I recently came across an article from the Uzbek Academy of the Arts magazine about the first Uzbek photographer and his Mennonite mentor. There are some great photos in the article, and it discusses a bit about Divanov’s relationship with Wilhelm Penner, the Mennonite teacher at Ak Metchet. Check out Through the Desert Goes Our Journey to see some of his motion picture work (the only images of a Silk Road kingdom before the Soviet era). Here is an excerpt and a link from the article:
Khudaibergen Divanov, the founder of the national art of photography and documentary cinema, was born in Khorezm in 1879 in the family of a court secretary Nurmuhammad Divani who was close to the Khan of Khiva Seyeed Muhammad Rahim II, an enlightened man who wrote euphonious poetry under the pen-name Firuz and set up the first national lithography in the territory of modern Uzbekistan.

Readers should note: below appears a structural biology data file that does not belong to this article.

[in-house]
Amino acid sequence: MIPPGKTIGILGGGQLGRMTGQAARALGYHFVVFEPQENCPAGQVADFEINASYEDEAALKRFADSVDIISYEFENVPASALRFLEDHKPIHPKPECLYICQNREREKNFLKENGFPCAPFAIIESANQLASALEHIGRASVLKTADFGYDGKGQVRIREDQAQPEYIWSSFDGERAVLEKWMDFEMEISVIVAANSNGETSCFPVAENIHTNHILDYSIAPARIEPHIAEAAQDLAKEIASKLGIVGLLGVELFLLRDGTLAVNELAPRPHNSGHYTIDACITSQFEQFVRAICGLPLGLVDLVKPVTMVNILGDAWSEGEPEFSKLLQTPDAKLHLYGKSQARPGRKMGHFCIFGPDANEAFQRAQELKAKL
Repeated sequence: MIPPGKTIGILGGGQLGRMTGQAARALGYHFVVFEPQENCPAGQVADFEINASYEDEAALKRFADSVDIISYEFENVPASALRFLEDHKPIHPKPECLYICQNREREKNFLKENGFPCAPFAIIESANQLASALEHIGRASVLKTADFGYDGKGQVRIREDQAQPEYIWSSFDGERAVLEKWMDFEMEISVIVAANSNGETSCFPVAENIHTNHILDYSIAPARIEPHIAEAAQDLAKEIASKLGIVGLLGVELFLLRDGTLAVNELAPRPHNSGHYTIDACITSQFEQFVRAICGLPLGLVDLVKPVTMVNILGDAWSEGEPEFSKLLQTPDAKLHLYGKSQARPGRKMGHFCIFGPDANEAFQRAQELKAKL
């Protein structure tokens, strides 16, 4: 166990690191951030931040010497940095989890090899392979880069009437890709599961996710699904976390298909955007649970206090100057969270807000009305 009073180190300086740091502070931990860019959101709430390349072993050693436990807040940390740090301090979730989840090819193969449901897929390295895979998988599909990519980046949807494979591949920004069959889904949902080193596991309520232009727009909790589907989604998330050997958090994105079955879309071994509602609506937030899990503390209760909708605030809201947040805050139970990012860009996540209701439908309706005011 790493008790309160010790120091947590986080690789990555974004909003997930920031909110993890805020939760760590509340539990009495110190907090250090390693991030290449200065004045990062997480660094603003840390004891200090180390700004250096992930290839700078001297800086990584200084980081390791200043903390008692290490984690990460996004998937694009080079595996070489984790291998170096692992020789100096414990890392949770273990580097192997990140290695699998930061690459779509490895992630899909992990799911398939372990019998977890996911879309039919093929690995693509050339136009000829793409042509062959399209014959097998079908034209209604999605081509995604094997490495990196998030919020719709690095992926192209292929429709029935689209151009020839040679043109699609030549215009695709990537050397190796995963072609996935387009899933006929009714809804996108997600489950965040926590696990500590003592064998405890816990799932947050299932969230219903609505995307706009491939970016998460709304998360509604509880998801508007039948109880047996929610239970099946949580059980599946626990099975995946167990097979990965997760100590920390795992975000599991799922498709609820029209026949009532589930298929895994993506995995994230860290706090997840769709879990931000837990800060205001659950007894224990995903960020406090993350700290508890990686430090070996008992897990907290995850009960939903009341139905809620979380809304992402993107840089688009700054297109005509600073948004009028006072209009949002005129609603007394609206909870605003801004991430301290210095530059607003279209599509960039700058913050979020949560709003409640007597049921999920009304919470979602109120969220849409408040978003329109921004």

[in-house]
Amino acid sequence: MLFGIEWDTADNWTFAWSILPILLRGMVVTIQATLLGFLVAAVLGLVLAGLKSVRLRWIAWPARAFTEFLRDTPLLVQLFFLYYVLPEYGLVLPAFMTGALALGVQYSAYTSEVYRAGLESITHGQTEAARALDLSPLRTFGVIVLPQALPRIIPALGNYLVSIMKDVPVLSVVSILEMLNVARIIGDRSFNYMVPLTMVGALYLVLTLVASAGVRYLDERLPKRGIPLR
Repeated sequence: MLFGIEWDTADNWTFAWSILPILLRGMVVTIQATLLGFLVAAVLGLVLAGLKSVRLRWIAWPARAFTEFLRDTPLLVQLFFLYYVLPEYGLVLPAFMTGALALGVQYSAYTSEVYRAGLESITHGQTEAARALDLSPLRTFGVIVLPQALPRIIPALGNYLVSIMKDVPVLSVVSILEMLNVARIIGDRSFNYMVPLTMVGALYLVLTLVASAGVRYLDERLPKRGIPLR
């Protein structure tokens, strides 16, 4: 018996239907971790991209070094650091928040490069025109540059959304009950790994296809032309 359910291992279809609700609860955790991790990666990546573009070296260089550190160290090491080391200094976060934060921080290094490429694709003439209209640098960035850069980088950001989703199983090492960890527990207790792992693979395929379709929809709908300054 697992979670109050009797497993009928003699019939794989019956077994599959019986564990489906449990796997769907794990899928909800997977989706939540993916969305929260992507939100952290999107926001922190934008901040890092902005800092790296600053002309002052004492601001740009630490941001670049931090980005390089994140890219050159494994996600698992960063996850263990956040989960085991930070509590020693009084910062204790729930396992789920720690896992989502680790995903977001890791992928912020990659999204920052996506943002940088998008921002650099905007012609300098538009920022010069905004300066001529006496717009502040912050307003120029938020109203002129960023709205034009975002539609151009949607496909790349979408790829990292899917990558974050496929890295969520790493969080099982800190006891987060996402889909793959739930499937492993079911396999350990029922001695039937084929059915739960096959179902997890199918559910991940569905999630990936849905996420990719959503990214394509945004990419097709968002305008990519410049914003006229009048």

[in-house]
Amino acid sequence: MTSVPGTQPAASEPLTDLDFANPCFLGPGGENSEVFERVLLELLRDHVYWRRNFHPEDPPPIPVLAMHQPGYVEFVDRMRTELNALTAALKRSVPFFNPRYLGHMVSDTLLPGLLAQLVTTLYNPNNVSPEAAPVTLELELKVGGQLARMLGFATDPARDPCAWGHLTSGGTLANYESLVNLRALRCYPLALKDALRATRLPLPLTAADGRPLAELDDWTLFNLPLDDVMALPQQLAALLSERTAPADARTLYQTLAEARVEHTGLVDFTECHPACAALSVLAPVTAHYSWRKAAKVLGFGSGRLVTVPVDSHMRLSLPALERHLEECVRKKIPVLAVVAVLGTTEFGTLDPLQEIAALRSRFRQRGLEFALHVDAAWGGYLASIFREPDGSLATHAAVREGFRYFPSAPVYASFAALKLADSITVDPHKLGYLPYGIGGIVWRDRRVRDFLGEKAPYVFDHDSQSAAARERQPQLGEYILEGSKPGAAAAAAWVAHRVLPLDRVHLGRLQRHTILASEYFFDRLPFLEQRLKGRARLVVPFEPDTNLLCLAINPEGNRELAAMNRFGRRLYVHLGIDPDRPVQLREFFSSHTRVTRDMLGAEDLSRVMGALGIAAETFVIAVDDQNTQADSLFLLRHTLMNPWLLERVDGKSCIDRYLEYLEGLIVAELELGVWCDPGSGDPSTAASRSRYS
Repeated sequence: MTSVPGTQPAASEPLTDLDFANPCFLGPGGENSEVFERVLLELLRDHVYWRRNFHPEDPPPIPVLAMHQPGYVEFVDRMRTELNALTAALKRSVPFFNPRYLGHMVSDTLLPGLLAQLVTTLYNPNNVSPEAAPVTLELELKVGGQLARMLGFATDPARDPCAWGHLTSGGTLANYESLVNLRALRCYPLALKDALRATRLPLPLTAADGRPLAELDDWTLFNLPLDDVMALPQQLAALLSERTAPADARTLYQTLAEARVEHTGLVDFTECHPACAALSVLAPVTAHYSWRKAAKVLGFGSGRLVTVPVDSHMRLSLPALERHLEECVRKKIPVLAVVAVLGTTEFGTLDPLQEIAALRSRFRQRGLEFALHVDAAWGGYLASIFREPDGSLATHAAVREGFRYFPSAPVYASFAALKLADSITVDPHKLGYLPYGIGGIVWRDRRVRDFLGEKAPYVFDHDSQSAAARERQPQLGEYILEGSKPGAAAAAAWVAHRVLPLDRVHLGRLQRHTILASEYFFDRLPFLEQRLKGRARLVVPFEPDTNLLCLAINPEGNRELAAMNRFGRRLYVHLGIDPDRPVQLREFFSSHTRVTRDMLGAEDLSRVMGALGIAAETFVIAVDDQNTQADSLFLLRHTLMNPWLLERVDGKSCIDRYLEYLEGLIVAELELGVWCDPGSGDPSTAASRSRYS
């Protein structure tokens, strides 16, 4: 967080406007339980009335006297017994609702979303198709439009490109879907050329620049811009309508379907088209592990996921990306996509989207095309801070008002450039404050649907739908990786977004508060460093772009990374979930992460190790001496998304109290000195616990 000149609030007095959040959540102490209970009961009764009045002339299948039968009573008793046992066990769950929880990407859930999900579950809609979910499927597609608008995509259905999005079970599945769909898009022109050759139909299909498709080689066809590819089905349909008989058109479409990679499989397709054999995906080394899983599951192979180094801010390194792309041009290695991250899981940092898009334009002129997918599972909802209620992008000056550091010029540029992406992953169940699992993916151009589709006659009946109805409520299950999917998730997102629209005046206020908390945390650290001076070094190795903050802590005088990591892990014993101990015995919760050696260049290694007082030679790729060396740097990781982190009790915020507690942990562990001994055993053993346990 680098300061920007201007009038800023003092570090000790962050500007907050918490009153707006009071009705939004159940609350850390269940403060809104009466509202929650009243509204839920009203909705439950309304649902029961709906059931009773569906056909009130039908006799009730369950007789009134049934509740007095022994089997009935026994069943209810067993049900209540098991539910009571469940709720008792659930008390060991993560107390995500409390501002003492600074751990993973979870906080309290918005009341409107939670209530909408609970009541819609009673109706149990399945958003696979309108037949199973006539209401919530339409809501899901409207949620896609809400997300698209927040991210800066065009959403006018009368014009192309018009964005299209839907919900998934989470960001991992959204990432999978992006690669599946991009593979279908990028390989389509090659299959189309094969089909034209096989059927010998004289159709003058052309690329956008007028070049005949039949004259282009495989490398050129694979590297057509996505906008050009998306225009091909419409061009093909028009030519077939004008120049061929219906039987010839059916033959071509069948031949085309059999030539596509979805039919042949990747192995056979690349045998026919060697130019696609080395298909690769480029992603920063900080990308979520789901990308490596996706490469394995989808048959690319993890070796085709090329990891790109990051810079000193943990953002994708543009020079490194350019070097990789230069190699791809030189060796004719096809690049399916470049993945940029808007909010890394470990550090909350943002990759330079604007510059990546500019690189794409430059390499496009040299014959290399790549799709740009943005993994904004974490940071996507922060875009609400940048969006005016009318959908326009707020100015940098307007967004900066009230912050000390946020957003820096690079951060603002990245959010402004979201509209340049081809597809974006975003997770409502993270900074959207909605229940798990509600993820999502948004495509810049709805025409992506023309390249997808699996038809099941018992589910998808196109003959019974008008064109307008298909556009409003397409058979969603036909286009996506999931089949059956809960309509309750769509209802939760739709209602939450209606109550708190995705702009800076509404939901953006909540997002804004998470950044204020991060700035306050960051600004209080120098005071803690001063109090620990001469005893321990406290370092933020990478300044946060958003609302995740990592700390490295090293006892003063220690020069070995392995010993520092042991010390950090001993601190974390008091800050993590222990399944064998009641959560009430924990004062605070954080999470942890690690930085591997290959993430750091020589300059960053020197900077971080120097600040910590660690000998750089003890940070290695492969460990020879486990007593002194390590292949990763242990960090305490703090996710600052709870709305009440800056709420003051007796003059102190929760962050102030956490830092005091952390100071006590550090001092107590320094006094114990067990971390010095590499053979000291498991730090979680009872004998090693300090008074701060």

It is not surprising that many 19th century technological innovations were embraced in his milieu. It so happened that Divanov, an inquisitive boy, participated in a photo session conducted by someone called Wilhelm Penner, a German from the settlement of Mennonite migrants located near Khiva.
This enthusiast of a then innovative art of photography was named Panor-buva (The Lantern Grandpa) by local people for his bulky camera. Penner excited young Khudaibergen’s interest in the very process of taking photographs, developing glass negatives and printing pictures. The boy quickly mastered all these complex technological operations and learned to make photographs with a German ZOT camera he received as a gift.
Read the rest here: Sa’nat Magazine